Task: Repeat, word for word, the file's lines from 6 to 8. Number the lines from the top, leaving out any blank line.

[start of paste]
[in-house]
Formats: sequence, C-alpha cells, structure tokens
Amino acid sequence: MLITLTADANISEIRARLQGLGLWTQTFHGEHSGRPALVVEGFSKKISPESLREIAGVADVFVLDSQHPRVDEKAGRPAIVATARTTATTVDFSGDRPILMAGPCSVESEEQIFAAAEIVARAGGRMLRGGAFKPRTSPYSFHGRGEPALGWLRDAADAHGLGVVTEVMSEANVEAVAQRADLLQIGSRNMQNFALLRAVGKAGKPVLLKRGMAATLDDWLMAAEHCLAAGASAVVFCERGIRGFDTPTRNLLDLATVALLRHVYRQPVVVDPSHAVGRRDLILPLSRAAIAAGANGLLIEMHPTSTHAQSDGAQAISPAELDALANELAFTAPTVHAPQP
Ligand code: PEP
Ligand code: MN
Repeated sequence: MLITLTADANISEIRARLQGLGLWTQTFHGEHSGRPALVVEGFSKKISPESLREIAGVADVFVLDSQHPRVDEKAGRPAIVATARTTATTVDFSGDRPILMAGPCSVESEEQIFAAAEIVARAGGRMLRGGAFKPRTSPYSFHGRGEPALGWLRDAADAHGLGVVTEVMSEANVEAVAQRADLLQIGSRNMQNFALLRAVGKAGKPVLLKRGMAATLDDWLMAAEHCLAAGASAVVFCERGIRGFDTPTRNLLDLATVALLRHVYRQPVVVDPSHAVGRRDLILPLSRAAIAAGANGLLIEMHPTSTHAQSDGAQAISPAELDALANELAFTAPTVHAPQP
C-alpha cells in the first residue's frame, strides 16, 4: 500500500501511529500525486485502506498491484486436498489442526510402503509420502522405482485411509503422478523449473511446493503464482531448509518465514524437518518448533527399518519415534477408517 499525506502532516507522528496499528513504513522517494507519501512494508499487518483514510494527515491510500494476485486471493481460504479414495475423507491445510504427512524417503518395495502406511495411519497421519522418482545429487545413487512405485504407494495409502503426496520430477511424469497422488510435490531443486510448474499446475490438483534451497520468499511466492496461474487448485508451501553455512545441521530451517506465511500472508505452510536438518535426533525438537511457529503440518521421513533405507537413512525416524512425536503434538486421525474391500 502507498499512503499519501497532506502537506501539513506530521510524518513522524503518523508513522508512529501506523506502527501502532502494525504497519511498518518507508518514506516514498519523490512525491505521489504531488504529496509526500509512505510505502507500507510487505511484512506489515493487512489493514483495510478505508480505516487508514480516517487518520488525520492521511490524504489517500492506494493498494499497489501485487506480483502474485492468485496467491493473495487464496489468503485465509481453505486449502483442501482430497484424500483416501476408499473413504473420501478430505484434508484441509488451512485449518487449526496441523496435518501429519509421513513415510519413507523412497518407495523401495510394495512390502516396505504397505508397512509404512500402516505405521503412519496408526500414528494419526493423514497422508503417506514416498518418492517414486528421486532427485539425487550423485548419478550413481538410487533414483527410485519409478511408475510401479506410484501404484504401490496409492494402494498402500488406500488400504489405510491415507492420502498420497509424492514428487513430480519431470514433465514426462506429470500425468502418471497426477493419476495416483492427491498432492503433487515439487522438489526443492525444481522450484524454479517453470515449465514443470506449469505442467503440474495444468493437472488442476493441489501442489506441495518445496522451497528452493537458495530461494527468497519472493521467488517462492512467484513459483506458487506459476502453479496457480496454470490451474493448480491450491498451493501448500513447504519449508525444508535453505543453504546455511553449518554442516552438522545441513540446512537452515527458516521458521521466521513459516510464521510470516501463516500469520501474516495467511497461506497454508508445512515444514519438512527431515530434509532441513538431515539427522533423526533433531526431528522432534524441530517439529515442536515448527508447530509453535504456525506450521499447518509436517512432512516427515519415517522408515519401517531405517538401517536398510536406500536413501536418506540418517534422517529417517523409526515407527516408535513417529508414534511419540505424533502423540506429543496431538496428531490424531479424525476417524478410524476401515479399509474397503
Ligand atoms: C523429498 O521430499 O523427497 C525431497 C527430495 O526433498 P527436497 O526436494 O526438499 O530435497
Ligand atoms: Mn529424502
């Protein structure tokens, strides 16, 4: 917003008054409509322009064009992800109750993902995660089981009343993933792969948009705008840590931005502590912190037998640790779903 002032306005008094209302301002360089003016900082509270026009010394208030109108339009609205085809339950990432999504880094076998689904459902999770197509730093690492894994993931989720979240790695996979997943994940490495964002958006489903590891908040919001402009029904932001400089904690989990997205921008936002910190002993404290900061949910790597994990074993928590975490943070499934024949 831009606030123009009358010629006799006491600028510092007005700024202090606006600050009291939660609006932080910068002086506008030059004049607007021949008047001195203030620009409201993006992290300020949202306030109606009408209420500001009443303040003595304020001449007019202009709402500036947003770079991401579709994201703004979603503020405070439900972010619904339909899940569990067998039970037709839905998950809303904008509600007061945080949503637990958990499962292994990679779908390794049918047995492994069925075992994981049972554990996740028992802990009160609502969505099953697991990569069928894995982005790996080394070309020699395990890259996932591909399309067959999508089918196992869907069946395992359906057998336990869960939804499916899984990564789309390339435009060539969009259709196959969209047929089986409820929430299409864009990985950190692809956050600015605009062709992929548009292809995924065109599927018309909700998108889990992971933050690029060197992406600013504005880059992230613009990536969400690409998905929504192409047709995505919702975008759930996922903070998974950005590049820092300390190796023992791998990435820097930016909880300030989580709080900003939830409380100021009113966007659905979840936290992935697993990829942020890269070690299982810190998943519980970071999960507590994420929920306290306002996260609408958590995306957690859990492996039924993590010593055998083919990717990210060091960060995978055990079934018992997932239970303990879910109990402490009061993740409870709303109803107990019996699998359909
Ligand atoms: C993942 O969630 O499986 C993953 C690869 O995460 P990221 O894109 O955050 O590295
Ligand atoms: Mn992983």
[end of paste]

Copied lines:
Repeated sequence: MLITLTADANISEIRARLQGLGLWTQTFHGEHSGRPALVVEGFSKKISPESLREIAGVADVFVLDSQHPRVDEKAGRPAIVATARTTATTVDFSGDRPILMAGPCSVESEEQIFAAAEIVARAGGRMLRGGAFKPRTSPYSFHGRGEPALGWLRDAADAHGLGVVTEVMSEANVEAVAQRADLLQIGSRNMQNFALLRAVGKAGKPVLLKRGMAATLDDWLMAAEHCLAAGASAVVFCERGIRGFDTPTRNLLDLATVALLRHVYRQPVVVDPSHAVGRRDLILPLSRAAIAAGANGLLIEMHPTSTHAQSDGAQAISPAELDALANELAFTAPTVHAPQP
C-alpha cells in the first residue's frame, strides 16, 4: 500500500501511529500525486485502506498491484486436498489442526510402503509420502522405482485411509503422478523449473511446493503464482531448509518465514524437518518448533527399518519415534477408517 499525506502532516507522528496499528513504513522517494507519501512494508499487518483514510494527515491510500494476485486471493481460504479414495475423507491445510504427512524417503518395495502406511495411519497421519522418482545429487545413487512405485504407494495409502503426496520430477511424469497422488510435490531443486510448474499446475490438483534451497520468499511466492496461474487448485508451501553455512545441521530451517506465511500472508505452510536438518535426533525438537511457529503440518521421513533405507537413512525416524512425536503434538486421525474391500 502507498499512503499519501497532506502537506501539513506530521510524518513522524503518523508513522508512529501506523506502527501502532502494525504497519511498518518507508518514506516514498519523490512525491505521489504531488504529496509526500509512505510505502507500507510487505511484512506489515493487512489493514483495510478505508480505516487508514480516517487518520488525520492521511490524504489517500492506494493498494499497489501485487506480483502474485492468485496467491493473495487464496489468503485465509481453505486449502483442501482430497484424500483416501476408499473413504473420501478430505484434508484441509488451512485449518487449526496441523496435518501429519509421513513415510519413507523412497518407495523401495510394495512390502516396505504397505508397512509404512500402516505405521503412519496408526500414528494419526493423514497422508503417506514416498518418492517414486528421486532427485539425487550423485548419478550413481538410487533414483527410485519409478511408475510401479506410484501404484504401490496409492494402494498402500488406500488400504489405510491415507492420502498420497509424492514428487513430480519431470514433465514426462506429470500425468502418471497426477493419476495416483492427491498432492503433487515439487522438489526443492525444481522450484524454479517453470515449465514443470506449469505442467503440474495444468493437472488442476493441489501442489506441495518445496522451497528452493537458495530461494527468497519472493521467488517462492512467484513459483506458487506459476502453479496457480496454470490451474493448480491450491498451493501448500513447504519449508525444508535453505543453504546455511553449518554442516552438522545441513540446512537452515527458516521458521521466521513459516510464521510470516501463516500469520501474516495467511497461506497454508508445512515444514519438512527431515530434509532441513538431515539427522533423526533433531526431528522432534524441530517439529515442536515448527508447530509453535504456525506450521499447518509436517512432512516427515519415517522408515519401517531405517538401517536398510536406500536413501536418506540418517534422517529417517523409526515407527516408535513417529508414534511419540505424533502423540506429543496431538496428531490424531479424525476417524478410524476401515479399509474397503
Ligand atoms: C523429498 O521430499 O523427497 C525431497 C527430495 O526433498 P527436497 O526436494 O526438499 O530435497